A Ryokan in Tokyo the bathroom, the famous unit bath! It was an honor to take shower in there. A unit bathroom is a single plastic unit that contains a door, walls, ceiling, floor, sink, a toilet, a bath, a shower and drainage. It was tiny, definitely not for the cluster phobic, but I liked it. I imagined it would be easy to clean; you just need to take a shower in it.
A Ryokan in Tokyo Ryokan is a type of traditional Japanese hotel. Forget about staying in normal, or worse, a chain hotel in Japan. You are in JAPAN man! Be funky! And if capsule hotel is not your thing (yet), please at least stay in a ryokan and experience the Japanese way of living and sleeping for that matter.
A Ryokan in Tokyo - I understand that typhoon is a natural disaster, scary and bad, but I am glad I got to experience it once in life (hopefully only once). I love the fact I can brag about surviving typhoon, even though surviving means watching weird TV shows while munching weird flavors Kit-Kats.
When I first saw the room, the word simple came into my mind. There were no beds. It has tatami flooring, and two thin mats with pillow sets. There were only a few of furniture; a small table in the corner and a night lamp on it, another small table with a flat screen TV on it .
The Public Room The common room-cum-lobby is a cozy place dominated by an indoor picnic table where people can sit and socialize if they want to. If they don’t, they can read children’s books, make some tea, watch some TV, or browse the Internet. Every day we hung out there for some time. On the typhoon night we practically spent the whole evening there.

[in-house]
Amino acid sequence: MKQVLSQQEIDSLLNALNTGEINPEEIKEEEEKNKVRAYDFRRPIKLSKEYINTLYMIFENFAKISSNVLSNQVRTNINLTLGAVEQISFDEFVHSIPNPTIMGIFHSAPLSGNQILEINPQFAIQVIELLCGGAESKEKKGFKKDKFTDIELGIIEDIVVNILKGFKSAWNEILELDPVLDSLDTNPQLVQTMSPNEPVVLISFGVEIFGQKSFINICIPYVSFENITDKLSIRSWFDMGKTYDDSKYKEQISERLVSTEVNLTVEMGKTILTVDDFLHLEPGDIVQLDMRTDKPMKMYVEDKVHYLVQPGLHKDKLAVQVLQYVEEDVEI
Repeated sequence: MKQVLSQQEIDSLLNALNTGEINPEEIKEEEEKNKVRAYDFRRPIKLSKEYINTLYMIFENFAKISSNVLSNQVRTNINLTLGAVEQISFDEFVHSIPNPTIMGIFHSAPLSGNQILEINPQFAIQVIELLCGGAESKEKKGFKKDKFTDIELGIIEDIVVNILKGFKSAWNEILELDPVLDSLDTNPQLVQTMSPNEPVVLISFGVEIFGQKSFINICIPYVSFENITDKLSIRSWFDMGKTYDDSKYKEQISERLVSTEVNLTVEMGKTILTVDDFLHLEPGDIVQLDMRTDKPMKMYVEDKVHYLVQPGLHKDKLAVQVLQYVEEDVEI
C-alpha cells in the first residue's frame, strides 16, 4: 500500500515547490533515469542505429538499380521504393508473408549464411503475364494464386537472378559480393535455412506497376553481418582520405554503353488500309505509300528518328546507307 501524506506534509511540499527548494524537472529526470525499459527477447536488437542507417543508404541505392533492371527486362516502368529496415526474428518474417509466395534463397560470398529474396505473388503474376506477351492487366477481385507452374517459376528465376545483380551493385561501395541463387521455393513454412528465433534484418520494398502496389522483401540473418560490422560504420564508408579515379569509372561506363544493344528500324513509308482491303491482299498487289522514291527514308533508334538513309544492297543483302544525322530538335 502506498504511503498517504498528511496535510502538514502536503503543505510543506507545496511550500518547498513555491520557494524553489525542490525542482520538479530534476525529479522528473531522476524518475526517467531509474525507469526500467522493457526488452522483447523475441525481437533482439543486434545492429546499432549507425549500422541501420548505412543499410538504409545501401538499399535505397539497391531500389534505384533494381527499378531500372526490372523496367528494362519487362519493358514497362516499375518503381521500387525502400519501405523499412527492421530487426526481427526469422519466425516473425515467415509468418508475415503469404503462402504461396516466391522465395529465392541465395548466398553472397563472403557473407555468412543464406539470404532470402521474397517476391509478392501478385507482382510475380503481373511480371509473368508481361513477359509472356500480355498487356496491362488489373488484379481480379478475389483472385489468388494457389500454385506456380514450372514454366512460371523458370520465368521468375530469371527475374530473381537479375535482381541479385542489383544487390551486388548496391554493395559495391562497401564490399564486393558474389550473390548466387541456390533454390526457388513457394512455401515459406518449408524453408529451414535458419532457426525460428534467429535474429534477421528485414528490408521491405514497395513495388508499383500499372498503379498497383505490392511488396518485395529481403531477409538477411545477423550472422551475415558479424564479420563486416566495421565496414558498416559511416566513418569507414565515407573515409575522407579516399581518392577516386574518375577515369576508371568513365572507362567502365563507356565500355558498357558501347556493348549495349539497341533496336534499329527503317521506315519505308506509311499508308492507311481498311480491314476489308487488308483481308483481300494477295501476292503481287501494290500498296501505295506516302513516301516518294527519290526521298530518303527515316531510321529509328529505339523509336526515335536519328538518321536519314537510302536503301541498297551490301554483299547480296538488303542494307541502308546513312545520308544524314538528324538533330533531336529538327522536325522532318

There was a unique thing in the bathroom. A blowfish shaped box on top of the toilet. I first thought it was a tissue box, nope, it was a coin box. What did they expect us to do with it? To develop a saving habit by putting a coin before using the toilet? Weird. Speaking of the toilet, you know how much I love high-tech Japanese toilets. I wish I could buy one but no because: 1. It was too darned expensive, 2. It would be hard to fit in my luggage and 3. I don’t have a home to put it in.
Inhouse Hotel Taipei: A Lot of Value For A Little Money The room was a bargain; it came with a flat screen TV with many channels, including HBO and Star World, my lifelong companions. The bed was a 5 star hotel’s standard.